This article is only available in the PDF format. Download the PDF to view the article, as well as its associated figures and tables.
TWO REPORTS on the current status of xenotransplantation and the circumstances under which it can safely proceed were presented last month in Washington, DC. One comes from the United States' Institute of Medicine (IOM) and the other from Great Britain's Nuffield Council on Bioethics. Each report was discussed by those who prepared it at a meeting held by the IOM.
Essentially, the message was the same: when using animals as a source of organs, tissues, or cells for transplantation to humans, proceed with care if you proceed at all; recognize clearly the risks involved; xenotransplantation requires appropriate safeguards that are not yet in place. The procedures are still experimental.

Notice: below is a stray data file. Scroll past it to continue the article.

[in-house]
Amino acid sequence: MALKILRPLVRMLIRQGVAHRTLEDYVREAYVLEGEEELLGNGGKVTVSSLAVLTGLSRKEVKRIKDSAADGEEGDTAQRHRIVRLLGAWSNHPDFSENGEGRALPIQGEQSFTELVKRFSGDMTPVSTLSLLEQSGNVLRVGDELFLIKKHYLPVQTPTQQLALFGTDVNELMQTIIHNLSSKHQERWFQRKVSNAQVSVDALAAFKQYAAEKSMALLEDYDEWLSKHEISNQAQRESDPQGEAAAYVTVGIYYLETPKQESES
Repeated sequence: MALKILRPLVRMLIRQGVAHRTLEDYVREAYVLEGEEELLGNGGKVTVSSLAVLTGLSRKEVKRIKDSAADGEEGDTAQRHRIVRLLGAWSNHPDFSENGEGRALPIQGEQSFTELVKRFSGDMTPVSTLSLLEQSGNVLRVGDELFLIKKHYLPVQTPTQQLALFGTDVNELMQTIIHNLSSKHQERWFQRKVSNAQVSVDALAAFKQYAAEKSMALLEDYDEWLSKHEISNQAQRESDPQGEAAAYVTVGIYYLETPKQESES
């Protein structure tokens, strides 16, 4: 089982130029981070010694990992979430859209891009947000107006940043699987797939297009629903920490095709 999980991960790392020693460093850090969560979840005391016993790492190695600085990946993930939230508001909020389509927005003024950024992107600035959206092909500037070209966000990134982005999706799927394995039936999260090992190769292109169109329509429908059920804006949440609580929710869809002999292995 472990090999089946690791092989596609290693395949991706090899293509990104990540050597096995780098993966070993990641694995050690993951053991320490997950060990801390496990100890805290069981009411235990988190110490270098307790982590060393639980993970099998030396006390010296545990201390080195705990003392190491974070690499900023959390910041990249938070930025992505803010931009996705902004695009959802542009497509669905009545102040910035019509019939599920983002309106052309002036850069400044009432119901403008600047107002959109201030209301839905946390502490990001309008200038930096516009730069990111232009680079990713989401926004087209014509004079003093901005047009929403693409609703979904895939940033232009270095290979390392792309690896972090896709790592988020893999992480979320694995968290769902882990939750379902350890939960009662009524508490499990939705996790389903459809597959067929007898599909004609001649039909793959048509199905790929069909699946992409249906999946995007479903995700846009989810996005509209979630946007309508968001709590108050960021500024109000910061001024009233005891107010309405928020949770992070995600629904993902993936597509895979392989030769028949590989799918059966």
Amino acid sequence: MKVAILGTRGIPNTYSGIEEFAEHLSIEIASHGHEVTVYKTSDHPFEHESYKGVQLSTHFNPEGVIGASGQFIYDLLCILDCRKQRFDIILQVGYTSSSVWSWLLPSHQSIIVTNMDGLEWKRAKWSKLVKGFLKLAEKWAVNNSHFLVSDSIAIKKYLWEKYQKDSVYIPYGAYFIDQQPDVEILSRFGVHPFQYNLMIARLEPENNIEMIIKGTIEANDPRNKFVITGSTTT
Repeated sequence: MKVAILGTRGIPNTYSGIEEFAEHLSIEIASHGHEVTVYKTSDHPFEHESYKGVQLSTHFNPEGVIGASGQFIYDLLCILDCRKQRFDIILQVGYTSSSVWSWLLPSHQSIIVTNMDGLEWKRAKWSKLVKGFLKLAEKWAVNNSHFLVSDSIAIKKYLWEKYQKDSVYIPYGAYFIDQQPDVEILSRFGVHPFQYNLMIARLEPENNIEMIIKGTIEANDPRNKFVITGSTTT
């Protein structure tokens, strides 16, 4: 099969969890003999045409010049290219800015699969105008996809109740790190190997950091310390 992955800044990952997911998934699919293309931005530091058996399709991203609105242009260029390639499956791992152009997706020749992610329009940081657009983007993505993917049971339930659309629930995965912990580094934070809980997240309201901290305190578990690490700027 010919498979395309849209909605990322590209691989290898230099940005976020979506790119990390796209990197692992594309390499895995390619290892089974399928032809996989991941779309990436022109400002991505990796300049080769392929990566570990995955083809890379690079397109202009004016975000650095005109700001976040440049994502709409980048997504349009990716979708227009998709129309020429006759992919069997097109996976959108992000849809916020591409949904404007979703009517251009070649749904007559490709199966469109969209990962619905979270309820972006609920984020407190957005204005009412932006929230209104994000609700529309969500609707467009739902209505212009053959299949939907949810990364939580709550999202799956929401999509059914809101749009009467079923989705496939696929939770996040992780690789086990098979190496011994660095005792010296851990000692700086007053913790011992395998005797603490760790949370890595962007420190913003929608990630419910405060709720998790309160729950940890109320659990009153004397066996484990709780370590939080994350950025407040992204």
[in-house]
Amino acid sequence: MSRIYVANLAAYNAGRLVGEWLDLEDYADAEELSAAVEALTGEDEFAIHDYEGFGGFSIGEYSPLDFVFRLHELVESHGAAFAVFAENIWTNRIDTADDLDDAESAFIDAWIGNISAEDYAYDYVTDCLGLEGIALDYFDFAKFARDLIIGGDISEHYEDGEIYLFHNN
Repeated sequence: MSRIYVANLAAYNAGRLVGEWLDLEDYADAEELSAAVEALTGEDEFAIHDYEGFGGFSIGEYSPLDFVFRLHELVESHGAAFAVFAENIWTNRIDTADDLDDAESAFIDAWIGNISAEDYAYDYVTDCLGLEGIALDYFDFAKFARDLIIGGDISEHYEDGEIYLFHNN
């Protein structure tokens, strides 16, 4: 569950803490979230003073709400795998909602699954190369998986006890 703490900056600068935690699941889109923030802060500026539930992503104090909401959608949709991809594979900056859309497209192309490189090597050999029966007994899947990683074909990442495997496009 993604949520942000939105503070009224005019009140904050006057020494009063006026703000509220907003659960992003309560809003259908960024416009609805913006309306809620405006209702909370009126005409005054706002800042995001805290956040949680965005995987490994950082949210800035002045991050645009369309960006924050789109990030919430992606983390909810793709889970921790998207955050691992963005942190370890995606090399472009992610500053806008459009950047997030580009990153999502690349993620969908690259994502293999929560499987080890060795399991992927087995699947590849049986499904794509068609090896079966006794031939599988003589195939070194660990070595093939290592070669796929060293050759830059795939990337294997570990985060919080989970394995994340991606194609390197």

Central vs Local Control
The British report, Animal-to-Human Transplants: The Ethics of Xenotransplantation, is more cautious and calls for more centralized regulation than does the US report, Xenotransplantation: Science, Ethics, and Public Policy. The latter, while also calling for specific
Marwick C. British, American Reports on Xenotransplantation. JAMA. 1996;276(8):589–590. doi:10.1001/jama.1996.03540080013005